Clearly what's needed is some centralisation and rationalisation and a focus on selling single images directly over the Web. That's exactly what Presentation Direct has tried to offer with its site http://www.prdirect.com. This offers searchable access to over 150,000 images from the libraries of over 40 independent suppliers including both the Corel and PhotoDisc collections. My test "Eiffel tower" search came up with 61 high quality image thumbnails, complete with options to download a free low resolution version for comping, to order the relevant CD collection, or to immediately download a £49 high-resolution version for final print.
The Presentation Direct site is undoubtedly a huge step forward, but there are still disappointments. 150,000 images might sound a lot but the complete Corel and PhotoDisc collections should already offer more than this between them. Likewise, the "high-resolution" downloadable images are actually only 2200 x 1500 pixels which limits their printable size and so usefulness. More to the point the £49 price is just too high. While it certainly compares favourably to commissioning your own image or traditional sourcing, it's a very long way from that 4p Corel price.
Essentially I think that the stock photography providers are chasing the wrong market. Currently the target users are professional designers, but these make up only a tiny fraction of the number of users involved in DTP in its broadest sense. If the providers can get a hundred non-professional users to spend 50p on the ideal picture for their in-house newsletter, report or annual Christmas card, they will actually make more money. And if users knew that they could get the perfect image that their project demands for just 50p, there would be a lot more than a hundred signing up for the service.
In time then I think there really will be a global gallery where, whenever your project would benefit from an image, you simply enter the type of image you are looking for into your application's Open dialog. This request will then be sent to the Internet-based search engine and you'll be presented with a range of thumbnails to choose from. Select one, specify a resolution, click OK and the desired image will automatically download to your disk and your account will be charged accordingly - or more probably the price will be included as part of your annual Photoshop, Photo-Paint or PhotoSuite subscription.
The potential of professional content on tap in this way is mouth-watering, but even so it won't be the last word on image sourcing. In fact this nirvana already exists. If you visit the Corbis site (http://www.corbis.com) you'll find that the perfect global gallery is already up and running. Here, if you sign up as a guest member, you can search through over 1.4 million images out of the 25 million images Corbis has built up over the last century. The quality is amazing with access to images from sources such as the National Gallery, UPI and individuals such as Ansel Adams. Even better, because the choice is so large, I can refine my Eiffel tower search to just those photographs made when it was under construction. The half-built results are much more striking than the commonplace images of the complete tower today and as such demand attention. These really are images that you could use on an advertising billboard.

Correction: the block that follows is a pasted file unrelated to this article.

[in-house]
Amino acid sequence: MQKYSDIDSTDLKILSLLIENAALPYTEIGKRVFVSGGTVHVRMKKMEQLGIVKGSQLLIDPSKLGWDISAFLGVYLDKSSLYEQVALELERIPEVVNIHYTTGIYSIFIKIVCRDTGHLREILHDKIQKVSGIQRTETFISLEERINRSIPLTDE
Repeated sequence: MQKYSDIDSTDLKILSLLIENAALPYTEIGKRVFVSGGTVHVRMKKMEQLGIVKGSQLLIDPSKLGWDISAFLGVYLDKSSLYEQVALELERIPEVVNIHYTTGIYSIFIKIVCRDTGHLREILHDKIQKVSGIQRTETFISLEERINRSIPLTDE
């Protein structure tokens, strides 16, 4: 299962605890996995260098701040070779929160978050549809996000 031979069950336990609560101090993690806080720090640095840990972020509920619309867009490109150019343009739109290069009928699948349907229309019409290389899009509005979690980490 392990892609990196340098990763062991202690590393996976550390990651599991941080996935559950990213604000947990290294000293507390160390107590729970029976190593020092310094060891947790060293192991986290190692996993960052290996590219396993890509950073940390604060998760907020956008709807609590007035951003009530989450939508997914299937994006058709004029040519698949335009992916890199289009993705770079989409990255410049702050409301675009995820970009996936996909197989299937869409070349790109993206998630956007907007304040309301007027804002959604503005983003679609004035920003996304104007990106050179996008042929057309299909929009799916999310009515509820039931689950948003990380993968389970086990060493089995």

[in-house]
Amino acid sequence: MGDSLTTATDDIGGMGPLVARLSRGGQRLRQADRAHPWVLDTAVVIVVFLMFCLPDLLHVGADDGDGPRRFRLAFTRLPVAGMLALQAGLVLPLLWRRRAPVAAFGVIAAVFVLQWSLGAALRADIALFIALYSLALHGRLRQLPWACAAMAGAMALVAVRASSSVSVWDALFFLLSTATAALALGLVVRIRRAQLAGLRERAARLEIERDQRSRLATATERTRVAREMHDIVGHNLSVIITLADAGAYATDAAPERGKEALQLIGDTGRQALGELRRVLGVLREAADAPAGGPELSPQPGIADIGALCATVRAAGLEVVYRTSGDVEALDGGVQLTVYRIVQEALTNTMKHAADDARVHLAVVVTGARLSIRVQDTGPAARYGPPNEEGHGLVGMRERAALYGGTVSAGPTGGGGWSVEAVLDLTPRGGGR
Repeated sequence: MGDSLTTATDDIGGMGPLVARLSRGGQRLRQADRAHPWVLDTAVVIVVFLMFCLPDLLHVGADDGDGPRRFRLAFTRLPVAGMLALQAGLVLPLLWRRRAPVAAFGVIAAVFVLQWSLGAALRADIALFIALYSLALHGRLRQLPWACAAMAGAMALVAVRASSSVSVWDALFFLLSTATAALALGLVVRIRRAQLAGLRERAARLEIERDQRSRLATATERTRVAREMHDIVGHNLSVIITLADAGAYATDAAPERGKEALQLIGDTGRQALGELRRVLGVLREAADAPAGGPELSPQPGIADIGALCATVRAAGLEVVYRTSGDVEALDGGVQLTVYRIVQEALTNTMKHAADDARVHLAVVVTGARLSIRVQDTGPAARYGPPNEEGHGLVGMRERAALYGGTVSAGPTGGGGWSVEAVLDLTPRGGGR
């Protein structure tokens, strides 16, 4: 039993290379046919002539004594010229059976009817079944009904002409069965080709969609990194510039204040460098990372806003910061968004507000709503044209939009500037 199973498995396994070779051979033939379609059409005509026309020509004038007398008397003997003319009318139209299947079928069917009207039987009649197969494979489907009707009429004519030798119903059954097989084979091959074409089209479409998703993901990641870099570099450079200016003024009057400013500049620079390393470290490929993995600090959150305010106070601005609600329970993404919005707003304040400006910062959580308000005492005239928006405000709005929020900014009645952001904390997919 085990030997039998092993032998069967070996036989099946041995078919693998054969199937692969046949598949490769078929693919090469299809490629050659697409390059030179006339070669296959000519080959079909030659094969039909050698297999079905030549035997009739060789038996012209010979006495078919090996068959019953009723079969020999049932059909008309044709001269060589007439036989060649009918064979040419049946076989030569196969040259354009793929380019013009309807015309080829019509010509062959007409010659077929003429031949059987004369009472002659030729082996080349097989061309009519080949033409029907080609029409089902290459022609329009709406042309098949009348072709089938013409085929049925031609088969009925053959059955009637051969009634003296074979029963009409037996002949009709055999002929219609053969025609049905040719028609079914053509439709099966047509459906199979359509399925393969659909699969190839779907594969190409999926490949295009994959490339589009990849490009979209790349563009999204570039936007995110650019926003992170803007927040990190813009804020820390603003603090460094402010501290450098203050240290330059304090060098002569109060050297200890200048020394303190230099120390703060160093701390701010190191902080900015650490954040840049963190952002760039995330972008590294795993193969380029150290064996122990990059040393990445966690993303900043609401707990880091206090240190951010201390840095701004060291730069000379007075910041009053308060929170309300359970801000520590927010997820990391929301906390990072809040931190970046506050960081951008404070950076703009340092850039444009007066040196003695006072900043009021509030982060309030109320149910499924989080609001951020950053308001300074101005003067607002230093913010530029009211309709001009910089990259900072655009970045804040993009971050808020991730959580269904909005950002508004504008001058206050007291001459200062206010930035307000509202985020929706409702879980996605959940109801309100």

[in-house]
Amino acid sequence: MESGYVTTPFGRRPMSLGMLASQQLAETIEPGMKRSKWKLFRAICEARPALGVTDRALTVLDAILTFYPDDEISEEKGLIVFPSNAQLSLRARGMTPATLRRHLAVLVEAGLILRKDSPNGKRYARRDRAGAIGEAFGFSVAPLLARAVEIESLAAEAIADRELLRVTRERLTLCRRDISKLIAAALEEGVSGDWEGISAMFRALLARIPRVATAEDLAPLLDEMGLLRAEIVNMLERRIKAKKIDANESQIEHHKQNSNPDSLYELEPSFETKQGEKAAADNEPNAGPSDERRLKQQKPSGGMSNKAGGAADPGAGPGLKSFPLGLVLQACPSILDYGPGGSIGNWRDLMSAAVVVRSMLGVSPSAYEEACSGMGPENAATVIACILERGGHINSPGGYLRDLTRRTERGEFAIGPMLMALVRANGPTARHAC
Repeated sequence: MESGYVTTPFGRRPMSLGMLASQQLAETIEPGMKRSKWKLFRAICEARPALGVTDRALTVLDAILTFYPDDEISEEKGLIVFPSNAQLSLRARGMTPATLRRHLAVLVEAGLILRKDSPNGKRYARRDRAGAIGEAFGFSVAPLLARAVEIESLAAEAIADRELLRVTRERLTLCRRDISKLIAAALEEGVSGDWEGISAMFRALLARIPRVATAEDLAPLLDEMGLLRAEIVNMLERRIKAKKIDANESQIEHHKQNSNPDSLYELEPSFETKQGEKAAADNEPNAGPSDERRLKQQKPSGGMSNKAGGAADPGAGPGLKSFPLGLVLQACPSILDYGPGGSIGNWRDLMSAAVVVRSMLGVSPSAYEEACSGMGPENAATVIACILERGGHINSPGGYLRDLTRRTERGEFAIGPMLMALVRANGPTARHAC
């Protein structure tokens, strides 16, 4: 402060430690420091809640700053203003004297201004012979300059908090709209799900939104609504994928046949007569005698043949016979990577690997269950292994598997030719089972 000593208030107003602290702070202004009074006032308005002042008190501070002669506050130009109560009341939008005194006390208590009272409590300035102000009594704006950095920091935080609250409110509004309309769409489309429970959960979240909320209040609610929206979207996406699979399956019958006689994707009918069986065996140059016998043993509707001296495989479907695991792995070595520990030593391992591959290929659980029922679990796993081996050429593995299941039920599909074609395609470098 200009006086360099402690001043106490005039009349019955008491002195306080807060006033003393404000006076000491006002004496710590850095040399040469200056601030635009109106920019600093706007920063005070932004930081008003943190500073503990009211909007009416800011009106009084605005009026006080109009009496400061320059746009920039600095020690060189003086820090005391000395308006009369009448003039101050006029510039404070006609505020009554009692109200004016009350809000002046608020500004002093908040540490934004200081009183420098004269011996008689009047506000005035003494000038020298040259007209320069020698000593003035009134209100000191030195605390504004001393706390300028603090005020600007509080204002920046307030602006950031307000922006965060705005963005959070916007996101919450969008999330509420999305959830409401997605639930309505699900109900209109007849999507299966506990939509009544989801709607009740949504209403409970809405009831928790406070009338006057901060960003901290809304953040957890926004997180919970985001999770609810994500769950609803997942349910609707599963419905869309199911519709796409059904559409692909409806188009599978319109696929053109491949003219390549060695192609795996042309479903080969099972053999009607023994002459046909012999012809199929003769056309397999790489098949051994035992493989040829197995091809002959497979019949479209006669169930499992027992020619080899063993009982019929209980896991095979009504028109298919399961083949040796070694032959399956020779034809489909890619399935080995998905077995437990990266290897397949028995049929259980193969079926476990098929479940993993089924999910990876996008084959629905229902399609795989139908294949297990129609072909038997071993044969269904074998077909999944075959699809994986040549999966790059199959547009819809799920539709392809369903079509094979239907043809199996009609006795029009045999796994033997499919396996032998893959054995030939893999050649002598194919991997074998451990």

The problem of course is that none of these images is available on bulk CDs or for quick download. You have to pay for each picture depending on how you plan to use it - and you have to pay heavily. Prices start from over £50 for the cheapest image used no bigger than an eighth of a page in a short print-run and rise to tens of thousands for a nation-wide advertising campaign. Moreover you can't edit or even crop the image and if you forget to credit Corbis the price is tripled! The cost, inconvenience and draconian terms are certainly off-putting but in a way that's the point. These aren't neutral images designed to blandly complement your text, these are photos with attitude where the image largely is the message. These images aren't clip art, they're real art.
That's why it's so enjoyable visiting, but unfortunately in this gallery - and at these prices - I'll only be looking.